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What is Colour Gamut and Why Does it Matter?

A colour gamut is the range of possible colours that can be displayed by a screen or created by a print device. The larger the gamut, the larger the range of colours that can be displayed.

Monitors and other screens use an additive RedGreenBlue colour system that can replicate a wide range of colours.

Equally, print devices use a subtractive CMYK (Cyan, Magenta, Yellow and Black) colour system, that has a narrower colour range and is often why a printed image and a digital original do not look the same.

Additive Vs Subtractive

In an additive colour system, such as a TV or a monitor, an image is created by the screen using a series of primary coloured red, green and blue dots that emit light. When combined in different combinations and intensities, they can create a wide range of colours.

In a subtractive colour system, such as on a printed image, instead of creating colours by mixing RGB light you are instead using the existing white of the page itself and filtering/subtracting out certain colours using a combination of CMYK dots printed on its surface. As a subtractive system cannot create colours, they tend to have a smaller colour gamut than an RGB system.

How does this affect my photo prints?

So, what does this mean for your photo prints? Well, a narrower gamut would usually lead to a loss of richness and vibrancy in certain colours of your image, especially for colours at the extreme ends of the spectrum such as vivid reds and oranges or neon effect purples.

Manufacturers of high-end photo printers such as Canon and Epson combat the gamut problem by increasing the palette of colours available in the device itself. In addition to the standard CMYK colours found in all devices you will also see inks such as red, orange, vivid magenta, photo cyan, photo magenta and blues, which are designed to widen the colour range of the machine and allowing you to more accurately reproduce the colours of your digital originals.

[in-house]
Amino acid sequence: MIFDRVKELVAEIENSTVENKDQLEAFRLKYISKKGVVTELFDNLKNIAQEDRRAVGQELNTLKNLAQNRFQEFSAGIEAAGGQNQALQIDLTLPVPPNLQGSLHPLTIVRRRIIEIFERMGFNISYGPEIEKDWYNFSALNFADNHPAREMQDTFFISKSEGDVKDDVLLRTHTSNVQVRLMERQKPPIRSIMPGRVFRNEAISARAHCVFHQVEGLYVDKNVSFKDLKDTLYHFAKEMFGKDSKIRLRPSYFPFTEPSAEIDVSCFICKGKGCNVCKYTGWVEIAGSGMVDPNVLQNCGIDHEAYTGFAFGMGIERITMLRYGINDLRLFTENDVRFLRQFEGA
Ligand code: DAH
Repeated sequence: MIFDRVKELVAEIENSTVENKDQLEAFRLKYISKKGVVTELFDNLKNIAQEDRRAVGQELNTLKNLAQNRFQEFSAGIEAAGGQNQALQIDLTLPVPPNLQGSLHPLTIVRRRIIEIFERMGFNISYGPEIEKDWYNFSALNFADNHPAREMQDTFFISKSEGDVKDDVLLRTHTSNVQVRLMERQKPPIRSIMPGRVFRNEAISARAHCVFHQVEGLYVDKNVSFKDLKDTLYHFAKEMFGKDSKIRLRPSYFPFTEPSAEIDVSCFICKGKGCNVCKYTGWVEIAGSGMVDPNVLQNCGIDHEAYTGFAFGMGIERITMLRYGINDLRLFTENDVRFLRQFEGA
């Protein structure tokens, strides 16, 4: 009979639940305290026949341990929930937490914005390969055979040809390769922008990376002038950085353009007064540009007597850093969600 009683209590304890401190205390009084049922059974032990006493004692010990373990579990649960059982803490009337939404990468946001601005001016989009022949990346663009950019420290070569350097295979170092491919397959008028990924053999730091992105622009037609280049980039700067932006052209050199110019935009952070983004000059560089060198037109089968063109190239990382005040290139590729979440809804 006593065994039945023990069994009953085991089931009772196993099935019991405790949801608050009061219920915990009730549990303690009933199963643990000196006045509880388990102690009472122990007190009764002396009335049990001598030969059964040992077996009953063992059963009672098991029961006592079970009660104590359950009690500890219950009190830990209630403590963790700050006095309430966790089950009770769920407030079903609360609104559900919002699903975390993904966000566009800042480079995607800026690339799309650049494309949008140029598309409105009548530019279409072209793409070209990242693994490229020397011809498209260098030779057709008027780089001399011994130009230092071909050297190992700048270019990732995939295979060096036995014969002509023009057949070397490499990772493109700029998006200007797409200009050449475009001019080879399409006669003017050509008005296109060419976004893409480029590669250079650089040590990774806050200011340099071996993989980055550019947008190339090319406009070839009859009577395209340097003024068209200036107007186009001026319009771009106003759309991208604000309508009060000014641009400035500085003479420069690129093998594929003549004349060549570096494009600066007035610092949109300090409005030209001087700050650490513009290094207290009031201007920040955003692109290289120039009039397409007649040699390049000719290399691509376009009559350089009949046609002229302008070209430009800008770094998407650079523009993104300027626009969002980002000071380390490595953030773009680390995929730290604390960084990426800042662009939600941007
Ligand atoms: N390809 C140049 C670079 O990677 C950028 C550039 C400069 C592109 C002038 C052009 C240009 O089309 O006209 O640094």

In addition to increased numbers of colour inks, photographic printers will often make use of multiple black and grey ink cartridges too. Whilst these do not affect the range of colours a machine can produce, they do affect the quality of black shades the machine can achieve. With multiple blacks and greys, shades blend much more gradually whilst maintaining resolution – making them ideal for black and white photo prints.

For our range of high-quality photo devices, please visit our website here or contact our photo printer specialists on 0800 170 7234.

Recommended By Us – Canon PIXMA PRO-1 A3+ Colour Photo InkJet Printer

Great for colour and B&W up to A3+ size

Canon PIXMA PRO-1 A3+ Colour Photo InkJet Printer

The Canon PIXMA PRO-1 is a high performance A3+ printer that produces outstanding professional prints in colour and monochrome. The Lucia12-ink pigment-based system has a wide colour gamut that produces vivid colour images, whilst the Chroma optimiser ink helps to keep an even glossiness across the entire page. The Pro 1’s multiple black and grey inks also allow you to produce excellent B&W images that have smooth shades and tonal gradations.

Check out our entire range of fantastic photo printers here.

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2 comments

Malcolm 28 October 2020 at 2:12 pm

Hey Chris which A3 colour laser has the best achievable colour gamut?

Reply
Adam Whitehead 28 October 2020 at 3:52 pm

Hi Malcolm

Thank you for your question.
When it comes to lasers, I’d recommend the Xerox C9000DT for the highest in colour gamut
https://www.printerbase.co.uk/xerox-versalink-c9000dt-a3-colour-laser-printer.html

Hope this helps
Thank you
Adam
The Printerbase Team

Reply

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